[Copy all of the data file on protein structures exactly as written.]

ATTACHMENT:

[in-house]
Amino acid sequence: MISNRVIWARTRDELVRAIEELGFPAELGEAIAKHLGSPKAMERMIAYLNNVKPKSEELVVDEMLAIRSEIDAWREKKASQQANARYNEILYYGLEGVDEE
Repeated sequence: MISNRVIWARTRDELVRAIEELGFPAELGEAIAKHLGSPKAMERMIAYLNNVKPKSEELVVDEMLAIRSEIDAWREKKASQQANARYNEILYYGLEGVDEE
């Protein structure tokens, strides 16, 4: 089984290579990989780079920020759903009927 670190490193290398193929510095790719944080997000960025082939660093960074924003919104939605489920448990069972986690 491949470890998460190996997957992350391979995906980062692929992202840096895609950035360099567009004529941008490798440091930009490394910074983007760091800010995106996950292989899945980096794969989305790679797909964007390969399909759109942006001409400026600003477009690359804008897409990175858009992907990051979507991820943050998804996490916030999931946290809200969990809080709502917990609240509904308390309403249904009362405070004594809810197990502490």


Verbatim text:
[in-house]
Amino acid sequence: MISNRVIWARTRDELVRAIEELGFPAELGEAIAKHLGSPKAMERMIAYLNNVKPKSEELVVDEMLAIRSEIDAWREKKASQQANARYNEILYYGLEGVDEE
Repeated sequence: MISNRVIWARTRDELVRAIEELGFPAELGEAIAKHLGSPKAMERMIAYLNNVKPKSEELVVDEMLAIRSEIDAWREKKASQQANARYNEILYYGLEGVDEE
């Protein structure tokens, strides 16, 4: 089984290579990989780079920020759903009927 670190490193290398193929510095790719944080997000960025082939660093960074924003919104939605489920448990069972986690 491949470890998460190996997957992350391979995906980062692929992202840096895609950035360099567009004529941008490798440091930009490394910074983007760091800010995106996950292989899945980096794969989305790679797909964007390969399909759109942006001409400026600003477009690359804008897409990175858009992907990051979507991820943050998804996490916030999931946290809200969990809080709502917990609240509904308390309403249904009362405070004594809810197990502490």